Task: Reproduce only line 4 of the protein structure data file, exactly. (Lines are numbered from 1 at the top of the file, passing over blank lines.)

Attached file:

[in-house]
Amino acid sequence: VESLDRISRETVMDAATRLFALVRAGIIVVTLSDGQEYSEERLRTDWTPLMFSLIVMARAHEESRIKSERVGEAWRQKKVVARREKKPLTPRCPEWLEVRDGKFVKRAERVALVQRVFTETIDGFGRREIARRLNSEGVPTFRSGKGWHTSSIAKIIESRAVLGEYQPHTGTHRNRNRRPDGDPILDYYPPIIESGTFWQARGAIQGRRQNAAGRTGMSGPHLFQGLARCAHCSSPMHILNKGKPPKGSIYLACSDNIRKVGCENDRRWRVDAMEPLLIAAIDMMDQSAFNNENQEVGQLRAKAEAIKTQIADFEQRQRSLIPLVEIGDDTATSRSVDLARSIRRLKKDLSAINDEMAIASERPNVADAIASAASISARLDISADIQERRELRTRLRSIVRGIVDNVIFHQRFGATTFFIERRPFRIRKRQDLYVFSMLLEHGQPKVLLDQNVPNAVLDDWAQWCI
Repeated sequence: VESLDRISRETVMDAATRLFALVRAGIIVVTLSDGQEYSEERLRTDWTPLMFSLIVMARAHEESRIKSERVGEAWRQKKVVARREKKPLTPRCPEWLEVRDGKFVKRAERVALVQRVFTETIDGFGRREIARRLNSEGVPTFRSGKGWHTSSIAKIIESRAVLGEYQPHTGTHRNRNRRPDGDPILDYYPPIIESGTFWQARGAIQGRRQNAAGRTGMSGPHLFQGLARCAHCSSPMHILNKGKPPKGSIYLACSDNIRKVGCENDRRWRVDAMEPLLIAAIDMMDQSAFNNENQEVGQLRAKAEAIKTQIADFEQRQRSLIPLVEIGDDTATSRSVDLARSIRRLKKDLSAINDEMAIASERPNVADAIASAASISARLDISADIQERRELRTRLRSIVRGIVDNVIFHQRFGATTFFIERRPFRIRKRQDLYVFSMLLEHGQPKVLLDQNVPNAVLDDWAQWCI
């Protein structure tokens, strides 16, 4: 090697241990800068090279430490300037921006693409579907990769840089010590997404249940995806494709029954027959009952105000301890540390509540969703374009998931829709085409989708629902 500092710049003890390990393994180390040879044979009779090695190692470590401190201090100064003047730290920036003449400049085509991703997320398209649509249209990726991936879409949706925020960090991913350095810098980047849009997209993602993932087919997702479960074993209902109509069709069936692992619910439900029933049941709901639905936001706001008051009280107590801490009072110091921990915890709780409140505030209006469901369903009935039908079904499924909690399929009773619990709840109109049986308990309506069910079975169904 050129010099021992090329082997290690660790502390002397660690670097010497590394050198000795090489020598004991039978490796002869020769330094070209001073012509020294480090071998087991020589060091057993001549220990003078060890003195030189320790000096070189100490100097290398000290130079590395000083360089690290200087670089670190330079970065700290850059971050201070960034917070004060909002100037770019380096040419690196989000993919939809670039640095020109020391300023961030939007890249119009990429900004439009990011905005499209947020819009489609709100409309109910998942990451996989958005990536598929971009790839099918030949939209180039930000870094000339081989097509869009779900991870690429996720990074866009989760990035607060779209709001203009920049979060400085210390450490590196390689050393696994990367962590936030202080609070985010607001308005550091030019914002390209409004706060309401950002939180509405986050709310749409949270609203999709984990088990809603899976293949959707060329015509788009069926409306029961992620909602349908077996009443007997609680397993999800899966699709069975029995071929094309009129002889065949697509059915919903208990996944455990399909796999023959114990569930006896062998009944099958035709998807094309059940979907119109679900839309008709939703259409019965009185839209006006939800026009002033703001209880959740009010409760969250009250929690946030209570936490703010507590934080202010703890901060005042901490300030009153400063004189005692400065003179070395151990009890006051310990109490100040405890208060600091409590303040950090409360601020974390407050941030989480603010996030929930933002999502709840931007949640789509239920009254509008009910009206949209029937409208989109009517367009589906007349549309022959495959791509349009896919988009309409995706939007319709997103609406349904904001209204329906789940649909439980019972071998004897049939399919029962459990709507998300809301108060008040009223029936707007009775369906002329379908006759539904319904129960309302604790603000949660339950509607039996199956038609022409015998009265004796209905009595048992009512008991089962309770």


């Protein structure tokens, strides 16, 4: 090697241990800068090279430490300037921006693409579907990769840089010590997404249940995806494709029954027959009952105000301890540390509540969703374009998931829709085409989708629902 500092710049003890390990393994180390040879044979009779090695190692470590401190201090100064003047730290920036003449400049085509991703997320398209649509249209990726991936879409949706925020960090991913350095810098980047849009997209993602993932087919997702479960074993209902109509069709069936692992619910439900029933049941709901639905936001706001008051009280107590801490009072110091921990915890709780409140505030209006469901369903009935039908079904499924909690399929009773619990709840109109049986308990309506069910079975169904 050129010099021992090329082997290690660790502390002397660690670097010497590394050198000795090489020598004991039978490796002869020769330094070209001073012509020294480090071998087991020589060091057993001549220990003078060890003195030189320790000096070189100490100097290398000290130079590395000083360089690290200087670089670190330079970065700290850059971050201070960034917070004060909002100037770019380096040419690196989000993919939809670039640095020109020391300023961030939007890249119009990429900004439009990011905005499209947020819009489609709100409309109910998942990451996989958005990536598929971009790839099918030949939209180039930000870094000339081989097509869009779900991870690429996720990074866009989760990035607060779209709001203009920049979060400085210390450490590196390689050393696994990367962590936030202080609070985010607001308005550091030019914002390209409004706060309401950002939180509405986050709310749409949270609203999709984990088990809603899976293949959707060329015509788009069926409306029961992620909602349908077996009443007997609680397993999800899966699709069975029995071929094309009129002889065949697509059915919903208990996944455990399909796999023959114990569930006896062998009944099958035709998807094309059940979907119109679900839309008709939703259409019965009185839209006006939800026009002033703001209880959740009010409760969250009250929690946030209570936490703010507590934080202010703890901060005042901490300030009153400063004189005692400065003179070395151990009890006051310990109490100040405890208060600091409590303040950090409360601020974390407050941030989480603010996030929930933002999502709840931007949640789509239920009254509008009910009206949209029937409208989109009517367009589906007349549309022959495959791509349009896919988009309409995706939007319709997103609406349904904001209204329906789940649909439980019972071998004897049939399919029962459990709507998300809301108060008040009223029936707007009775369906002329379908006759539904319904129960309302604790603000949660339950509607039996199956038609022409015998009265004796209905009595048992009512008991089962309770």